3. Translation solution (for twelve SGUVs with a volume of 2.5 μl)

    6.0 μl WEPRO1240; 0.6 μl 2 mg/ml creatine kinase; 6.0 μl 5× SUB-AMIX; 11.4 μl 3.8% w/v sucrose; 6.0 μl 1.5 μM mRNA (prepared in Procedure A) or nuclease-free water (for negative control)

    Notes:

    1. Prepare 3.8% w/v sucrose by diluting 43.6% w/v sucrose prepared in Procedure E3.

    2. For a larger SGUV, increase each volume at an equal ratio.

Acknowledgments

This work was partially supported by JSPS KAKENHI Grant Number JP19K05697.

Competing interests

The authors claim no financial or non-financial competing interests.

References

  1. Elani, Y., Law, R. V., and Ces, O. (2015). Protein synthesis in artificial cells: using compartmentalisation for spatial organisation in vesicle bioreactors. Phys Chem Chem Phys 17(24): 15534-15537.
  2. Hamada, T., Miura, Y., Komatsu, Y., Kishimoto, Y., Vestergaard, M., and Takagi, M. (2008). Construction of asymmetric cell-sized lipid vesicles from lipid-coated water-in-oil microdroplets. J Phys Chem B 112(47): 14678-14681.
  3. Hodgman, C. E., and Jewett, M. C. (2012). Cell-free synthetic biology: thinking outside the cell. Metab Eng 14(3): 261-269.
  4. Kai, L., and Schwille, P. (2019). Cell-free protein synthesis and its perspectives for assembling cells from the bottom-up.Adv Biosys 3(6): 1800322.
  5. Kamura, N., Sawasaki, T., Kasahara, Y., Takai, K., and Endo, Y. (2005). Selection of 5′-untranslated sequences that enhance initiation of translation in a cell-free protein synthesis system from wheat embryos. Bioorg Med Chem Lett15(24): 5402-5406.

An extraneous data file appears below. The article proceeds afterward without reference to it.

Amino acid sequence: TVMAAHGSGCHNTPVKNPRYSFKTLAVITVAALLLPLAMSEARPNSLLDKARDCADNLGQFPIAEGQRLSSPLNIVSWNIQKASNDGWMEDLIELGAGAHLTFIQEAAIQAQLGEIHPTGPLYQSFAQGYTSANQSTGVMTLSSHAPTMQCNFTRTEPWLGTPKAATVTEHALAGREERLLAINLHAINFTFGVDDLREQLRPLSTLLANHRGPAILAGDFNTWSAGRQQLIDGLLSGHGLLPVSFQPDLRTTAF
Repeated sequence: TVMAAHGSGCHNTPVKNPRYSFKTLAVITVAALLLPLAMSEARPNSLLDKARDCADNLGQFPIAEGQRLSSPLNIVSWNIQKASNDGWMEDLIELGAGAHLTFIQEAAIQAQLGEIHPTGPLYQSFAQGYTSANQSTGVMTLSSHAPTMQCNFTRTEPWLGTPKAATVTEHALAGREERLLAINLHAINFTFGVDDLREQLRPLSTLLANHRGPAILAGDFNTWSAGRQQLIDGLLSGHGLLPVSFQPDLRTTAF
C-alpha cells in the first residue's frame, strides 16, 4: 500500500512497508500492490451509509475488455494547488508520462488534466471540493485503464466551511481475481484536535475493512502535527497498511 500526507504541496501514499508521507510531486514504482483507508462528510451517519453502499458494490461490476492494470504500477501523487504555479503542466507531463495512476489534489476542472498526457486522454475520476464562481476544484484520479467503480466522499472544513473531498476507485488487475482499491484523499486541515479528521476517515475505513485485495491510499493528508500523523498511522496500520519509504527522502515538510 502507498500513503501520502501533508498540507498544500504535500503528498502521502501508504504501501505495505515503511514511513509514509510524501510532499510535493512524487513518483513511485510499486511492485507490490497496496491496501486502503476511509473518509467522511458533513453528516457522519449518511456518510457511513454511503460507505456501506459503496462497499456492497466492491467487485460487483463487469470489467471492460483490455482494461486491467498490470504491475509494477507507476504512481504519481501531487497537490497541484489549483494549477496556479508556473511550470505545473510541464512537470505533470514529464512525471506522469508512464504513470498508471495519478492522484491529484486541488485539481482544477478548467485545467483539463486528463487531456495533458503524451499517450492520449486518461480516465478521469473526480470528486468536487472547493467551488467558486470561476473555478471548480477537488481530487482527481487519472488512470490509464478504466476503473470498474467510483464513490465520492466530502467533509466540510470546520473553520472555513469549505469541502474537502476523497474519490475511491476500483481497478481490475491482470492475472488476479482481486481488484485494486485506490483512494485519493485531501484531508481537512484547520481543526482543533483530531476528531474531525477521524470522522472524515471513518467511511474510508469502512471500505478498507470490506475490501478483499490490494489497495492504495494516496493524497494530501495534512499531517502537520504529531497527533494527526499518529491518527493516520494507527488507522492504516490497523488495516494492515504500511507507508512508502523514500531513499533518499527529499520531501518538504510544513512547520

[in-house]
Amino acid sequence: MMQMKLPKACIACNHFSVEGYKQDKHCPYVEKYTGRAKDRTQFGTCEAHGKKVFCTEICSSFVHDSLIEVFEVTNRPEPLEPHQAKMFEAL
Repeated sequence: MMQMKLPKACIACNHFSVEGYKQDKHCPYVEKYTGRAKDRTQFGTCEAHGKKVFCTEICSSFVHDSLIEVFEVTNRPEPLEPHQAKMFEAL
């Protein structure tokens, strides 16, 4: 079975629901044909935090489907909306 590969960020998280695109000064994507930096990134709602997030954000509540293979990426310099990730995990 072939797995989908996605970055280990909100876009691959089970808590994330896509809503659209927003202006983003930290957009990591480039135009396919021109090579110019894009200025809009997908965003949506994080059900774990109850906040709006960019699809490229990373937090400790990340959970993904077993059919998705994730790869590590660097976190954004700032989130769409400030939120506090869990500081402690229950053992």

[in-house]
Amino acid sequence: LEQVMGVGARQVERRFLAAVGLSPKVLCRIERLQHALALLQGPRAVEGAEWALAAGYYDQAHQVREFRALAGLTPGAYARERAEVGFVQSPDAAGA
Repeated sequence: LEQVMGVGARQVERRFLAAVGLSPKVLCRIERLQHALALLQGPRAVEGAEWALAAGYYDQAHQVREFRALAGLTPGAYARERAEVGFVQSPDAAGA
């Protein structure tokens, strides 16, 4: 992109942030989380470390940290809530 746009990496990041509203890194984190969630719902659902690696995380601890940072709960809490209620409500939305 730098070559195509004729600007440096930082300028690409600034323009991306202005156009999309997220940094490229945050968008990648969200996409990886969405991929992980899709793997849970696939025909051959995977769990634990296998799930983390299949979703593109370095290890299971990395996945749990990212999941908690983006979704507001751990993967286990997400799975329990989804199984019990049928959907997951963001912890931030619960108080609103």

6. Kubatta, E. A., and Rehage, H. (2009). Characterization of giant vesicles formed by phase transfer processes. Colloid Polym Sci 287(9): 1117-1122.
  7. Lentini, R., Yeh Martín, N., and Mansy, S. S. (2016). Communicating artificial cells. Curr Opin Chem Biol 34: 53-61.
  8. Madono, M., Sawasaki, T., Morishita, R., and Endo, Y. (2011). Wheat germ cell-free protein production system for post-genomic research. New Biotechnol 28(3): 211-217.
  9. Nguyen, A. W., and Daugherty, P. S. (2005). Evolutionary optimization of fluorescent proteins for intracellular FRET. Nat Biotechnol 23(3), 355-360.
  10. Noireaux, V., and Libchaber, A. (2004). A vesicle bioreactor as a step toward an artificial cell assembly. Proc Natl Acad Sci USA 101(51): 17669-17674.
  11. Ogawa, A., Tabuchi, J., and Doi, Y. (2014). Identification of short untranslated regions that sufficiently enhance translation in high-quality wheat germ extract. Bioorg Med Chem Lett 24(16): 3724-3727.
  12. Pautot, S., Frisken, B. J., and Weitz, D. A. (2003). Production of unilamellar vesicles using an inverted emulsion. Langmuir 19(7): 2870-2879.
  13. Takahashi, H., and Ogawa, A. (2020). Preparation of a Millimeter-Sized Supergiant Liposome That Allows for Efficient, Eukaryotic Cell-Free Translation in the Interior by Spontaneous Emulsion Transfer. ACS Synth Biol 9(7): 1608-1614.
  14. Walde, P., Cosentino, K., Engel, H., and Stano, P. (2010). Giant vesicles: preparations and applications. ChemBioChem 11(7): 848-865.
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How to cite: Takahashi, H. and Ogawa, A. (2021). A Detailed Protocol for Preparing Millimeter-sized Supergiant Liposomes that Permit Efficient Eukaryotic Cell-free Translation in the Interior. Bio-protocol 11(12): e4054. DOI: 10.21769/BioProtoc.4054.